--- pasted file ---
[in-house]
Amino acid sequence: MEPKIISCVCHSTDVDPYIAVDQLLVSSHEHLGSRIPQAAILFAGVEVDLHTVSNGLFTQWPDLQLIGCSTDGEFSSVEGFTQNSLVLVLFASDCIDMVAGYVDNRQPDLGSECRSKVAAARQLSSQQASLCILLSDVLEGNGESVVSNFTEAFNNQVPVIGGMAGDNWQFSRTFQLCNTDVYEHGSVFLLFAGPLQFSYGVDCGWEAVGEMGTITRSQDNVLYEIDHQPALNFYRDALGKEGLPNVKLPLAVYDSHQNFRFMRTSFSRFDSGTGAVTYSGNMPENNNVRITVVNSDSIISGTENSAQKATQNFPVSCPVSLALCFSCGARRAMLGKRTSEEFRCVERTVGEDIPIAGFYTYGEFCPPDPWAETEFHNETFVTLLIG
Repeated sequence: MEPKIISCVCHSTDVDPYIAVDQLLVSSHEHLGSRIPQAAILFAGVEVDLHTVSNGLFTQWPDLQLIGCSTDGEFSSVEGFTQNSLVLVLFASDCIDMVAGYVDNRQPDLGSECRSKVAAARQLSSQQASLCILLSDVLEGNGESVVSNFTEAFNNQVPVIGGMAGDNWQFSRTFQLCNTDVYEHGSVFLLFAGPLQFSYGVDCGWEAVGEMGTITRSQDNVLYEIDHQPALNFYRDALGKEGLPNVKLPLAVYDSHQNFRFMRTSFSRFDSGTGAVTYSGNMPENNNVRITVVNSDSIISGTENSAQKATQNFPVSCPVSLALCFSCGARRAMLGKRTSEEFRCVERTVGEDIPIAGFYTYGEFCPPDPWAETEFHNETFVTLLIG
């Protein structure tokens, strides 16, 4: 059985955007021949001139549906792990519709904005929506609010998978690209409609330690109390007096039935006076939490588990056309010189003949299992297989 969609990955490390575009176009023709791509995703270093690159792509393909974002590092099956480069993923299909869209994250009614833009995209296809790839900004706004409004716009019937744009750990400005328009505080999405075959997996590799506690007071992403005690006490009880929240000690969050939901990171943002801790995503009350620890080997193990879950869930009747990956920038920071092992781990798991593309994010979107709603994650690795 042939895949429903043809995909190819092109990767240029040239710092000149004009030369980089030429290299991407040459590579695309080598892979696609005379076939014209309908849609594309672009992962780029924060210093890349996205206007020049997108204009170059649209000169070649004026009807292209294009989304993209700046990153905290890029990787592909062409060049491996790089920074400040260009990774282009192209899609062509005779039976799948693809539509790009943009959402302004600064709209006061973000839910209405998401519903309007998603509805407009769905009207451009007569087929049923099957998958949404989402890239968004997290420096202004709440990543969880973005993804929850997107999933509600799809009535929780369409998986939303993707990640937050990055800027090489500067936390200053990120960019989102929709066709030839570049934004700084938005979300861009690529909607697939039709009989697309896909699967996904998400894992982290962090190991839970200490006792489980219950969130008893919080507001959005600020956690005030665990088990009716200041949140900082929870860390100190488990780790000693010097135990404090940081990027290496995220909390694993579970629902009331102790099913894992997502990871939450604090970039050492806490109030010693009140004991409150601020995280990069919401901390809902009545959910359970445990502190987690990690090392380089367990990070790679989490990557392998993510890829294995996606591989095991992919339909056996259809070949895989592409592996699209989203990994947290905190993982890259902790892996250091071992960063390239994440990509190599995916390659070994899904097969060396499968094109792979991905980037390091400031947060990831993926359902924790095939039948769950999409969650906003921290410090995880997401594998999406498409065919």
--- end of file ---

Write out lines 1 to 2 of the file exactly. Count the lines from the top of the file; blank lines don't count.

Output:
[in-house]
Amino acid sequence: MEPKIISCVCHSTDVDPYIAVDQLLVSSHEHLGSRIPQAAILFAGVEVDLHTVSNGLFTQWPDLQLIGCSTDGEFSSVEGFTQNSLVLVLFASDCIDMVAGYVDNRQPDLGSECRSKVAAARQLSSQQASLCILLSDVLEGNGESVVSNFTEAFNNQVPVIGGMAGDNWQFSRTFQLCNTDVYEHGSVFLLFAGPLQFSYGVDCGWEAVGEMGTITRSQDNVLYEIDHQPALNFYRDALGKEGLPNVKLPLAVYDSHQNFRFMRTSFSRFDSGTGAVTYSGNMPENNNVRITVVNSDSIISGTENSAQKATQNFPVSCPVSLALCFSCGARRAMLGKRTSEEFRCVERTVGEDIPIAGFYTYGEFCPPDPWAETEFHNETFVTLLIG